Dark matter might be an explanation for the glow of mysterious excess gamma radiation that suffuses the centre of the Milky Way, according to new research.
Unexplainable despite the stars located there, along with a black hole 4 million times the mass of the Sun, the area, called the Galactic Center GeV Excess (GCE), has long puzzled astronomers.
Galactic Center GeV Excess (GCE) is the term for this unexpected and unexplained surplus of gamma-ray radiation in the center of the Milky Way galaxy. pic.twitter.com/S8VkEsjVTv— 𝙼𝚊𝚐𝚗𝚎𝚝𝚒𝚌 𝙿𝚊𝚓𝚊𝚖𝚊 (@magnetic_pajama) March 15, 2021
It was originally discovered by physicists Lisa Goodenough and Dan Hooper in 2009. Data provided by NASA’s Fermi telescope had helped detect the excess gamma radiation, with the team unable to pinpoint what was causing it.
The Fermi Bubbles are two enormous orbs of gas and cosmic rays that tower over the Milky Way only discovered in 2010. They may be fueled by a strong outflow of matter from the center of the Milky Way.— 𝙼𝚊𝚐𝚗𝚎𝚝𝚒𝚌 𝙿𝚊𝚓𝚊𝚖𝚊 (@magnetic_pajama) March 15, 2021
Scientists: "The bubbles are here, they're big, and we don't understand them." pic.twitter.com/cuf0xSbrqj
In the recent research, published in Physical Review D, physicist Mattia Di Mauro of the National Institute for Nuclear Physics in Italy suggests dark matter is the culprit behind the GCE.
Incidentally, this had been the explanation originally put forward by Goodenough and Hooper.
Enigma of Dark Matter
Mysterious dark matter is responsible for gravitational effects that cannot be explained by regular matter, such as stars, dust, gas, and galaxies. Approximately 80 percent of all matter in the Universe is the invisible mass referred to as dark matter.
Thus, galaxies rotate a great deal faster than they should if they were only being gravitationally influenced by the normal matter in them.
However, whatever is generating the additional gravity is beyond astronomers’ ability to be directly detected.
These “raindrops” represent gamma rays seen by our Fermi satellite during a flare from the galaxy 3C 279. 💧 The galaxy’s central supermassive black hole powers this high-energy activity. Each drop’s size and color represents the energy of its gamma ray. https://t.co/q37uXNgYor pic.twitter.com/rTzabxyQmg— NASA Universe (@NASAUniverse) March 26, 2021
Goodenough and Hooper proposed that, if certain dark matter particles called WIMPS (weakly interacting massive particles) and their antiparticles were to collide, they would destroy one another in a shower of other particles, including gamma-ray photons.
However, this explanation had been dismissed by other physicists as “shaky”.
Another seemingly plausible theory came along in 2018. It proposed that old, dead stars – pulsars – could be the reason behind the excess gamma radiation.
Furthermore, studies found that distribution of the GCE was irregular, or “speckled”, which scientists suggested might be consistent with sources like stars.
Dark matter came to the fore yet again, after a different team of astronomers ruled that “clumpy” gamma radiation could be produced by it.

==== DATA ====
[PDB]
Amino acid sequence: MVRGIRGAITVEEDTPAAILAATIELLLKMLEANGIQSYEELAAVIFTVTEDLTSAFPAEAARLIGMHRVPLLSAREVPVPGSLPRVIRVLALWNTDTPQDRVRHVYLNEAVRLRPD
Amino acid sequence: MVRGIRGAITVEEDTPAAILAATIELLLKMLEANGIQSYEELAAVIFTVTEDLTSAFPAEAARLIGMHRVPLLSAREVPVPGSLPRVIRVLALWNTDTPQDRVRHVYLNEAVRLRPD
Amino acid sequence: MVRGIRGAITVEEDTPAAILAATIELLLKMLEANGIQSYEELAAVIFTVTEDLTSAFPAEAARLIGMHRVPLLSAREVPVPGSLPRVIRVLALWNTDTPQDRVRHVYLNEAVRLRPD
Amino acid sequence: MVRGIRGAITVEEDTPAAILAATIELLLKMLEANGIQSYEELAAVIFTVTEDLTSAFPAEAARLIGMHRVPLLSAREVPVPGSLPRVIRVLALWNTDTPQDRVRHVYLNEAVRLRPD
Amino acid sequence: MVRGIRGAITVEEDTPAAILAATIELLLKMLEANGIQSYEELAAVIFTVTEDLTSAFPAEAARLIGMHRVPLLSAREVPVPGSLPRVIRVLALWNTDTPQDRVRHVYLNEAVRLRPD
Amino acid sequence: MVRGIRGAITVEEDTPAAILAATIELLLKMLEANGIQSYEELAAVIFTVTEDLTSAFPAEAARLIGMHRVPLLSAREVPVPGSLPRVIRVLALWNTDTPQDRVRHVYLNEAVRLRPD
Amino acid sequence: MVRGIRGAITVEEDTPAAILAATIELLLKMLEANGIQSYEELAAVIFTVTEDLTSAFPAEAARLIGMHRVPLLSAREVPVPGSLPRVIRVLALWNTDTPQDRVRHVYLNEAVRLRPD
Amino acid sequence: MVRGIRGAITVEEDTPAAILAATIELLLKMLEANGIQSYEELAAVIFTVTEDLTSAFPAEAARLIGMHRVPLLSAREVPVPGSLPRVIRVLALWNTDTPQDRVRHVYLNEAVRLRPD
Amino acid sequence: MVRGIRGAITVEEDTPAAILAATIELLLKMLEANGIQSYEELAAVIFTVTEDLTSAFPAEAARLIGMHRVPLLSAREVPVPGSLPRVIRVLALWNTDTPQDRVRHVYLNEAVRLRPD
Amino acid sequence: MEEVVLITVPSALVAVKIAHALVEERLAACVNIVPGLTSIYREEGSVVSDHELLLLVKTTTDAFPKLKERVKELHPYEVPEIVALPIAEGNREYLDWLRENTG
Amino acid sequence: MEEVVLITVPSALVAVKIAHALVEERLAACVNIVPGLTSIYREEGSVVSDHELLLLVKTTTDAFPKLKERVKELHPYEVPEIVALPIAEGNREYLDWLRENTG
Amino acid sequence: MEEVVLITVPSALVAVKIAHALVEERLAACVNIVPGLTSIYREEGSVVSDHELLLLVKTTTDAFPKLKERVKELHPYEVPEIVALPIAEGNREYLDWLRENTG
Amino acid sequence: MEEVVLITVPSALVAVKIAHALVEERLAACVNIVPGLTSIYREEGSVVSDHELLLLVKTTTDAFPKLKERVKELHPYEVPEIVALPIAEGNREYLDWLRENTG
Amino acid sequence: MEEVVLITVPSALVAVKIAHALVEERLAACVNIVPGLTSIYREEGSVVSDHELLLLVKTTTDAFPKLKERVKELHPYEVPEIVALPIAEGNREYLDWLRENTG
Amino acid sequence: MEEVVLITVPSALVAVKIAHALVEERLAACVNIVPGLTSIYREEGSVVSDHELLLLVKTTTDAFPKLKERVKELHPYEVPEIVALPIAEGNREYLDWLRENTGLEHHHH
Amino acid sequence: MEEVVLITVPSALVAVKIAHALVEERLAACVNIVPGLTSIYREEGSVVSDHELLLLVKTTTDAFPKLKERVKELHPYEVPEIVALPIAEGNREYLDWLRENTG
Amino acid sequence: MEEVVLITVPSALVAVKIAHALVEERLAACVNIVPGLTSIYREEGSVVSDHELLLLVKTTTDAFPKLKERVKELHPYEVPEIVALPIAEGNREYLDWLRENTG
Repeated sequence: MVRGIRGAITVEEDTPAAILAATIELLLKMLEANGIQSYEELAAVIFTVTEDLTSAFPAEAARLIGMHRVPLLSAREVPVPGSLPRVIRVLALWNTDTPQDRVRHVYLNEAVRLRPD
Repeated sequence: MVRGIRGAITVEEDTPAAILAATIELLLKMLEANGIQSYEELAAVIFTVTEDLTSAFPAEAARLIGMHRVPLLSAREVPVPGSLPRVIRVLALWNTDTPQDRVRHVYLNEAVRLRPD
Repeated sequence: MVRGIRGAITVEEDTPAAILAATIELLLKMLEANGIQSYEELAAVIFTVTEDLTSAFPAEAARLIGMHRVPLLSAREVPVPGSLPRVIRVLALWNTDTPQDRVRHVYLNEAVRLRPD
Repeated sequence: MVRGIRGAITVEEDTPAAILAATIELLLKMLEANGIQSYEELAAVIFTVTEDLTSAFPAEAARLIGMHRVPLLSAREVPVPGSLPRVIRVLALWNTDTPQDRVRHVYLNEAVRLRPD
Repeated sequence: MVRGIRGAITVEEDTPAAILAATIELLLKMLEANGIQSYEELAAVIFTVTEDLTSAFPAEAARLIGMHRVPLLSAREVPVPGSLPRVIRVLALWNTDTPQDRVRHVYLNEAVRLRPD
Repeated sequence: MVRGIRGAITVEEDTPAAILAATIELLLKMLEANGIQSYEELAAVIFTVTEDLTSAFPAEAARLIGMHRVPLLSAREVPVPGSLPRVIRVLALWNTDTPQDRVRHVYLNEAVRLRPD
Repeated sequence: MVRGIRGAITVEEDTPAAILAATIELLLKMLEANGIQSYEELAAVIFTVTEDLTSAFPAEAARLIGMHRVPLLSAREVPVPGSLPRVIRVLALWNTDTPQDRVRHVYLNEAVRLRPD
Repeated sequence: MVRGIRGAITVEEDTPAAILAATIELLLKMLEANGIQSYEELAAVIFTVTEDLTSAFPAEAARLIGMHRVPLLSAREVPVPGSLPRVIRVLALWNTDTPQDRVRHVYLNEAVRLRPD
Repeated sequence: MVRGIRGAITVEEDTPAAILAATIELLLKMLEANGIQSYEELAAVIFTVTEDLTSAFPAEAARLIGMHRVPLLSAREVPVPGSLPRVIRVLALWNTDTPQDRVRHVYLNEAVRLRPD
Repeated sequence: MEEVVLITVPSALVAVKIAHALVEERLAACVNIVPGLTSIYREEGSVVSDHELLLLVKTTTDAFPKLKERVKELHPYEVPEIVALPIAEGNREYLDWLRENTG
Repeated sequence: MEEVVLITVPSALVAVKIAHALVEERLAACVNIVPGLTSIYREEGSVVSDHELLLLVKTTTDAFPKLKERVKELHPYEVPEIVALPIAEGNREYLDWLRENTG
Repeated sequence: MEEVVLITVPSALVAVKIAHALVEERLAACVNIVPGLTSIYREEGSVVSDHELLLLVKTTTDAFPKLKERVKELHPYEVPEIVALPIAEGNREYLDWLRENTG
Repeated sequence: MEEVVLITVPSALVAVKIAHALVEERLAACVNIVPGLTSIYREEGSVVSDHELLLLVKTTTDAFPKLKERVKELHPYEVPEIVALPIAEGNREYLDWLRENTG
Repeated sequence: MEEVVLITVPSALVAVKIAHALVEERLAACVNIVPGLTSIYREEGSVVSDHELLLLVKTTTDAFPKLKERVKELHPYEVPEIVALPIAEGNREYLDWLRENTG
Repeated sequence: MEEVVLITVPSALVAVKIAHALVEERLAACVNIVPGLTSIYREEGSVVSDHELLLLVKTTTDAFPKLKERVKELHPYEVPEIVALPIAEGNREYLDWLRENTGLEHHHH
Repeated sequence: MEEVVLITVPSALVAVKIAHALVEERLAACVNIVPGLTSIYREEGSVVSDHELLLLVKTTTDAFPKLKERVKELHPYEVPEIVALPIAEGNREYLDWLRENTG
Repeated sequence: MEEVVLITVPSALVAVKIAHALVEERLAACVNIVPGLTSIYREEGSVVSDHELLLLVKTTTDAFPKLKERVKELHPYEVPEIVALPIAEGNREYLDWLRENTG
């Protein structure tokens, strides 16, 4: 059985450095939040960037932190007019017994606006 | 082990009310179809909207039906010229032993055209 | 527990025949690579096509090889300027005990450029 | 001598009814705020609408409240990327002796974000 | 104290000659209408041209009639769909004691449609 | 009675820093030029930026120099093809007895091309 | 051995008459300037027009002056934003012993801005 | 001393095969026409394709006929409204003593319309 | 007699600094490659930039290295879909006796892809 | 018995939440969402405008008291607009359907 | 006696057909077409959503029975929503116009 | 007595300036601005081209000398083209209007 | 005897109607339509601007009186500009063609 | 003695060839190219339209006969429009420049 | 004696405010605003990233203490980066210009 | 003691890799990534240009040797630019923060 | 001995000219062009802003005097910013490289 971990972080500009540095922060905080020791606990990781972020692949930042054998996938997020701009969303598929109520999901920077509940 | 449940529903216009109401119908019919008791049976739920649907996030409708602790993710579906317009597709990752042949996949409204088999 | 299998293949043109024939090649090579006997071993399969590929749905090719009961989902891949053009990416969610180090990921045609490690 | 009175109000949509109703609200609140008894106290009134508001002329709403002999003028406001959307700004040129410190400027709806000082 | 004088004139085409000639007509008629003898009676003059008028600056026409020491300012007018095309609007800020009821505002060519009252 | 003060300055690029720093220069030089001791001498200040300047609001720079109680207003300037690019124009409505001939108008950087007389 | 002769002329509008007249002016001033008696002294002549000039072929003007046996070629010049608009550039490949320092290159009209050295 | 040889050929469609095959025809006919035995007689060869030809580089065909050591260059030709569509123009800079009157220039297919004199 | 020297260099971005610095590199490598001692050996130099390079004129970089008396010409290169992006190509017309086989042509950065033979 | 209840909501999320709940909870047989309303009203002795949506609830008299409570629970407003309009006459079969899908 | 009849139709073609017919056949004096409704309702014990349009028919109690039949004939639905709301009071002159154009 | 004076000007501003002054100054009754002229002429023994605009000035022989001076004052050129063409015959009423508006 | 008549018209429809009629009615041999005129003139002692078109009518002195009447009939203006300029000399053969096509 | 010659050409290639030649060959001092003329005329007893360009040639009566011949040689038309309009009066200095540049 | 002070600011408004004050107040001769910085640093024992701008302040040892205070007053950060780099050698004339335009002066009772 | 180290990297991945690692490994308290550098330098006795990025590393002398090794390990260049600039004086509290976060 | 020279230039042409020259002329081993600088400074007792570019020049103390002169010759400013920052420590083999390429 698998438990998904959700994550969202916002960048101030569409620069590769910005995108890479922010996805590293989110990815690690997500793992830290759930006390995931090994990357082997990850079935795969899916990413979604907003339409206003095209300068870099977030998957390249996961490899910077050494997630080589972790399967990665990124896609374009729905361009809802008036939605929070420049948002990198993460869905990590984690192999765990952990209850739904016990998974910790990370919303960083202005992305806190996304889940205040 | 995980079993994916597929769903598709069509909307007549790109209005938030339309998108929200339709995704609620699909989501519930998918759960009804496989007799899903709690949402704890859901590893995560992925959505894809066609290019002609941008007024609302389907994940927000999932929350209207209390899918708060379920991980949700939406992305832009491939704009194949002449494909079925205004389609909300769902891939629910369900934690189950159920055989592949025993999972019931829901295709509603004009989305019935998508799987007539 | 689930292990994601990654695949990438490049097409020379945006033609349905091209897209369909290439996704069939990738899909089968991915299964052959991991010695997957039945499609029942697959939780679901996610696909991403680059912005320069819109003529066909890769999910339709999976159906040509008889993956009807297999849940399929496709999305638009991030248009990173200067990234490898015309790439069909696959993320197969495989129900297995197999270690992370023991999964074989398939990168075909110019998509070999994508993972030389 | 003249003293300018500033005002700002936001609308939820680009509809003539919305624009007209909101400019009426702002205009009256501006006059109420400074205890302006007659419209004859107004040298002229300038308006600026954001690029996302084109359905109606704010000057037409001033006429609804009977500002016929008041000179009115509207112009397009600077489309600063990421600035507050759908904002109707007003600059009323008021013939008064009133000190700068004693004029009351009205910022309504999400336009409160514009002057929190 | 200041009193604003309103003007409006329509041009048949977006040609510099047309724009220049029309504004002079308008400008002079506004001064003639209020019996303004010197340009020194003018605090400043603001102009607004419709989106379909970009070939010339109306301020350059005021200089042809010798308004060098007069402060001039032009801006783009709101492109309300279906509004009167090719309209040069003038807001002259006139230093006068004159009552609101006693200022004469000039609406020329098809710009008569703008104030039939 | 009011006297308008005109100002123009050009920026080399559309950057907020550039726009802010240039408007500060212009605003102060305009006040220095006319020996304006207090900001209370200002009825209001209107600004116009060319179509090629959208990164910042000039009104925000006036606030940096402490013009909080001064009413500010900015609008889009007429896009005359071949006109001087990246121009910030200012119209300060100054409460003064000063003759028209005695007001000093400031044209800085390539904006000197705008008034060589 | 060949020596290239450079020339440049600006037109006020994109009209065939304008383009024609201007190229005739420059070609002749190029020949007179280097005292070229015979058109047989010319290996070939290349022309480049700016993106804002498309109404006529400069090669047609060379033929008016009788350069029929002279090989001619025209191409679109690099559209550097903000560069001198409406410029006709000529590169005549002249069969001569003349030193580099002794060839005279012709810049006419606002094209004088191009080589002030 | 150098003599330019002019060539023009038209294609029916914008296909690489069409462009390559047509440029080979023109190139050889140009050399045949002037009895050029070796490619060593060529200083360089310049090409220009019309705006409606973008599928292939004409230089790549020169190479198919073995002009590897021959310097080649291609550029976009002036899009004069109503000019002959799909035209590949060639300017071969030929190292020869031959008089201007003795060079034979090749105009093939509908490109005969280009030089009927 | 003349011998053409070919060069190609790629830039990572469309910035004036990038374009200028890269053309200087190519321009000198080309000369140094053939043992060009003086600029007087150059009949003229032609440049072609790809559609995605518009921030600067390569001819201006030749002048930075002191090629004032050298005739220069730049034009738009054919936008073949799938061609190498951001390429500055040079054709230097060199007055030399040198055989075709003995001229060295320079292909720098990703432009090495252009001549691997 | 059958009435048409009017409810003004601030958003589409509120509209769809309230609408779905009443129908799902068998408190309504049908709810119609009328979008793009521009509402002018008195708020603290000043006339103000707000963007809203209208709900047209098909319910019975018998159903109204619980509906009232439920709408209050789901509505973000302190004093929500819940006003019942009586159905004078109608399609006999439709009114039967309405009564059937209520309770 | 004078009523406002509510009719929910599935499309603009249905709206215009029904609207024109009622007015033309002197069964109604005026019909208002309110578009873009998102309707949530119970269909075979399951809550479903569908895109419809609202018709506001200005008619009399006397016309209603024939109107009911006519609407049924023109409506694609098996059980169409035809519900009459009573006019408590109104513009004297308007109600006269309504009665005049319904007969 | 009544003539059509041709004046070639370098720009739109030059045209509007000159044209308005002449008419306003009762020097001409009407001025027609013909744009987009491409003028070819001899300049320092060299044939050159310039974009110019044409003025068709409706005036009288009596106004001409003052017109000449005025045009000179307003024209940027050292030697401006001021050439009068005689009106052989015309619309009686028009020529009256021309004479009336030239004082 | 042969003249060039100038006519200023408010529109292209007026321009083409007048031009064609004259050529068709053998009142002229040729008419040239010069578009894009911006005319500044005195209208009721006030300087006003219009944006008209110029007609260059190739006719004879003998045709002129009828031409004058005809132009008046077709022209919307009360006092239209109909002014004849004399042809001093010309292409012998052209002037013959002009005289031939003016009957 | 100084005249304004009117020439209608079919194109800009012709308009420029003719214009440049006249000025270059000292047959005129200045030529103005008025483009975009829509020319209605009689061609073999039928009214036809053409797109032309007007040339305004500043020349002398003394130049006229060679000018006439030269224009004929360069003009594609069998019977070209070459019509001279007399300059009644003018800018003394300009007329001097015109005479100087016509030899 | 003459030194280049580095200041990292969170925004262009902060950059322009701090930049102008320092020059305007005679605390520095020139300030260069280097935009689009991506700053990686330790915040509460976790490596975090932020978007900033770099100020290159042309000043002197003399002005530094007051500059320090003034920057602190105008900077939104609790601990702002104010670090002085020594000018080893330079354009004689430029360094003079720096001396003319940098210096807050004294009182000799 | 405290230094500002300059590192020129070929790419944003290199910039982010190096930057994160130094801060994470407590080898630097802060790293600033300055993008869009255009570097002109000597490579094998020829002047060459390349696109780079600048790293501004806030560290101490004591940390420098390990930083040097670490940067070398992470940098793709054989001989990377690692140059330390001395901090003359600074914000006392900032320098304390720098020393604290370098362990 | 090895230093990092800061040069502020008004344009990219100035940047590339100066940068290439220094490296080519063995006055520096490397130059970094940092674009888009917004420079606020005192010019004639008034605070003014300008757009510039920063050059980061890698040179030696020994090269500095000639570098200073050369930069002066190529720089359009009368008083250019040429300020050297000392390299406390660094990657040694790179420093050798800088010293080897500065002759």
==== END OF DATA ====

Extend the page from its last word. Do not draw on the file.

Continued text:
The new research by Di Mauro compares data from the Fermi telescope over the last 11 years against measurements of other astronomical anomalies.
The latter were recorded by the Pamela cosmic ray detector aboard the Resurs-DK No.1 satellite and the Alpha Magnetic Spectrometer experiment aboard the ISS.
Today, @astro_luca & @AstroDrewMorgan completed all their #spacewalk tasks to repair the Alpha Magnetic Spectrometer instrument on @Space_Station:— NASA (@NASA) December 2, 2019
✅ Installed a new cooling system
✅ Completed power & data connection
✅ Connected all 8 cooling lineshttps://t.co/FNOaQxcNlE pic.twitter.com/V79FbwSi1p
The study provided information about the spatial distribution of the GCE to rule out various explanations.
"If the excess was, for example, caused by the interaction between cosmic rays and atoms, we would expect to observe its greater spatial distribution at lower energies and its lower diffusion at higher energies due to the propagations of cosmic particles," said Di Mauro.
"My study, on the other hand, underlines how spatial distribution of the excess does not change as a function of energy," added the scientist, emphasizing that this has never been observed before, and could be explained by dark matter.
"The analysis clearly shows that the excess of gamma rays is concentrated in the galactic center, exactly what we would expect to find in the heart of the Milky Way if dark matter is in fact a new kind of particle," he said.
The mystery remains, however, as science is yet to discover just what that particle is.
Di Mauro and his colleague Martin Wolfgang Winkler of Stockholm University in Sweden subsequently attempted to searching for a gamma-ray excess in nearby dwarf spheroidal galaxies.
As they detailed in their second preprint paper, available on arXiv, they failed to detect one. However, the null detection enabled constraints on the mass of the dark matter particle compatible with the GCE, said the team.
The conclusion is that while we cannot say that dark matter is causing the GCE, science cannot rule out that it isn't causing it, either.
The studies leave physicists in anticipation that further observations might feed into efforts to untangle the tenacious puzzle.